BELLVILLE — Bellville Police Chief Ron Willey was the March speaker at the Bellville Jefferson Township Historical Society. Ron introduced himself as a 1984 Clear Fork High School graduate who initially showed interest in law enforcement when he joined the young cadets at age 13 under Steve Frances, former Bellville police chief. In 1985 he began serving part time on the Bellville police force and in 1998 became full time employee under Chief Cooner. Altogether Chief Willey has served 33 years on the police force.
Serving “old Bellville” plus the new corporation limits past Loves truck stop on Rt. 97 past I-71, the Bellville police department logged 94,105 miles answering 2,672 calls last year. Bellville officers responded to 91 traffic accidents in 2018. Bellville school has an officer in the building when school is in session. The number of calls here in Bellville were 1701; 718 calls were to the Rt 97- I71 area. The Avita area will continue to develop and the Bellville police force will expand appropriately,hopefully adding a sixth full time officer along with our current five part time officers. The force is also looking for volunteers and auxiliary officers.
As for the Bellville community, theft, fraud, and drugs are the primary problems. Anything Mansfield fights can find its way to Bellville and does. Black market prescription drugs will bring $30-$40 a pill. Heroin is readily available and lethal doses of fentanyl are so prevalent that police officers must wear gloves and carry antidotes.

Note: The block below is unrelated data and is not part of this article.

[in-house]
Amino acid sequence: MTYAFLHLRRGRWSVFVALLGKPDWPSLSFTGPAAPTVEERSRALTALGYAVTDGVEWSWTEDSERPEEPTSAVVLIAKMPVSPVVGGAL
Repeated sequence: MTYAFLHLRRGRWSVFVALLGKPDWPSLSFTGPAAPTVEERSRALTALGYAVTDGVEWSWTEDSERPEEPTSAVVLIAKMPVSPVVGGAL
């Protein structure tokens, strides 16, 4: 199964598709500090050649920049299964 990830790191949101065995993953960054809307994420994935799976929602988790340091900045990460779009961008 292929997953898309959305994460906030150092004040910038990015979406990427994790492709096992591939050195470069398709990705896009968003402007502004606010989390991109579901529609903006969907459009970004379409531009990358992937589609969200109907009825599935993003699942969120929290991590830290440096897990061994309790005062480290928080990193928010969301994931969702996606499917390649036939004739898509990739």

Willey also explained that the Bellville Police Department will never call you to donate money. However the Richland County Fraternal Order of Police collects to donate to Bellville’s Safety Town, among other projects.
Questioned about the human trafficking problems, Chief Willey said that Ohio is one of the main states with high numbers of humans trafficked. The department is being trained to know what to look for and how to handle cases of human trafficking. Part of that training involved conversations with two 17- year-old victims of human trafficking.
Among local non-criminal services, the police department will check your house if you plan to be away for a period of time. They are also available for Neighborhood Watch meetings.
Chief Willey and the Historical Society would like to know more of the history of the Bellville Police Department. Who were the past chiefs? When was the police force initiated? If you have knowledge or written history, please contact Chief Willey at the department 419-886-2813 or come to the museum any Wednesday afternoon.
The next historical society membership meeting is at 7 p.m. April 15 in the community room of the museum. Janice Wycoff, superintendent of Clear Fork schools will be our speaker. Every one is welcome.